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Expanding Access to Broadband and Encouraging Innovation through Establishment of an Air-
Ground Mobile Broadband Secondary Service for Passengers Aboard Aircraft in the 14.0-14.5
GHz Band,
GN Docket No. 13-114, RM-11640.
For about a decade, the Commission has seen a steady increase in interest for high-speed Internet,
on airplanes, and we have taken a number of actions to address this trend. In 2005, the FCC reconfigured
the 800 megahertz band, to provide four megahertz of spectrum for broadband service to airline
consumers. Last year, the Commission adopted rules to further enable fixed satellite service, or FSS,
licensees, to provide broadband service on aircraft.
But the record before the agency demonstrates a need to do more in order to satisfy consumer
demand for quality inflight broadband service. A recent study predicts that the number of aircrafts
offering broadband service will continue to rise from about 3,000 in 2012, to 15,000 by 2021. Today’s
airline passengers expect the same level of broadband service that is available on the ground. It appears,
however, that current inflight options carry higher prices but offer much lower speeds, than terrestrial
Fortunately, the record before the agency also suggests that there could be at least one viable
option to meet the demand for improved inflight service. The NPRM states that a terrestrial-based Air-to-
Ground Mobile broadband service using 150 to 250 base stations in the 14 GHz band could provide 300
Gigabits per second to passengers on aircrafts. This broadband service would receive secondary status
and there would be technical rules to protect primary licensees, such as Fixed Satellite Services in the K-
U Band, and co-secondary Federal agencies. The key to this type of band sharing is spatial diversity.
FSS earth station antennas would point to the south and above the horizon; while Air-to-Ground service
base stations would point to the north.
To be sure, many of the rules proposed in this NPRM were initiated by a 2011 petition that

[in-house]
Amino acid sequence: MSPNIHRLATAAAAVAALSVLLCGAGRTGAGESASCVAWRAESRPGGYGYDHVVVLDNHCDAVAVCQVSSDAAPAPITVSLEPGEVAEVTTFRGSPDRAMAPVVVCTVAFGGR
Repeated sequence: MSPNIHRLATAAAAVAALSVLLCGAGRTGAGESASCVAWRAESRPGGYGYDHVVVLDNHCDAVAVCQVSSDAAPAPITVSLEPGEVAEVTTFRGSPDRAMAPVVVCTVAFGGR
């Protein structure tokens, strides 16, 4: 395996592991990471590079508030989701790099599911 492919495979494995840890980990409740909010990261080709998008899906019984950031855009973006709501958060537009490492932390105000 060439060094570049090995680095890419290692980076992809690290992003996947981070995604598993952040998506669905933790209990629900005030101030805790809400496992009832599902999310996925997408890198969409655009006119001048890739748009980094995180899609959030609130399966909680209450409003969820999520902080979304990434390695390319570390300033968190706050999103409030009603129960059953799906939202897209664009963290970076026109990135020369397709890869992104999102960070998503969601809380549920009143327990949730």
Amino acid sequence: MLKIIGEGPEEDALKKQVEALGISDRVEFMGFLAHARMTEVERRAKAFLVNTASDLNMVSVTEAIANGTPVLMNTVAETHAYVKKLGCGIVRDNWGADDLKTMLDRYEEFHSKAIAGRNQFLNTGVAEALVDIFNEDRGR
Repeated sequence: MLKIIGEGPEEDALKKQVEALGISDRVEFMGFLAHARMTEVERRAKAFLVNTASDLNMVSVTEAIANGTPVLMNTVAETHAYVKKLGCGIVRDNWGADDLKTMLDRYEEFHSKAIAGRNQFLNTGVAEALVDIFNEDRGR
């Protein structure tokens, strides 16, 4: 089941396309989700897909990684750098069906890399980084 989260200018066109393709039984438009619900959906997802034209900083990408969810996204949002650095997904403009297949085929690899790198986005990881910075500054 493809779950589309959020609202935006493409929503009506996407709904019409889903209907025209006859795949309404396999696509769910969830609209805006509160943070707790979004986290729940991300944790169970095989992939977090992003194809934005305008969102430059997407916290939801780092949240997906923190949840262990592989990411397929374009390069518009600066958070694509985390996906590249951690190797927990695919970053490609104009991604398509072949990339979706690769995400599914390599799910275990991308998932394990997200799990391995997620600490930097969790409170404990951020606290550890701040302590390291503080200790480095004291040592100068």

Qualcomm filed. The International Bureau, however, put this petition out for public comment. This
process allowed for the development of a substantial engineering analysis of the potential technical issues
that could arise if this service is permitted in the 14 GHz band. Today, we seek comment on initial
proposals to address those issues. And, as is the normal course at the Commission, we will keep an open
mind until the record is closed. We are proposing a number of rules that could lead to other entities
offering this service. For example, consistent with Section 309(j) of the Communications Act, we
propose to use competitive bidding when mutually exclusive applications are accepted for filing.
In addition, this item seeks comment on the proper geographic licensing schemes, secondary
market proposals, and bidding credits for small businesses that could be applied to this service. These
policies promote the Commission’s traditional interests in competition, innovation, and investment.
Therefore, I am pleased to support the adoption of this NPRM, which is the result of an interoffice effort
that included several members of the International Bureau, the Office of Engineering and Technology,
and the Wireless Bureau. I wish to thank them all, for their contributions, to this item.

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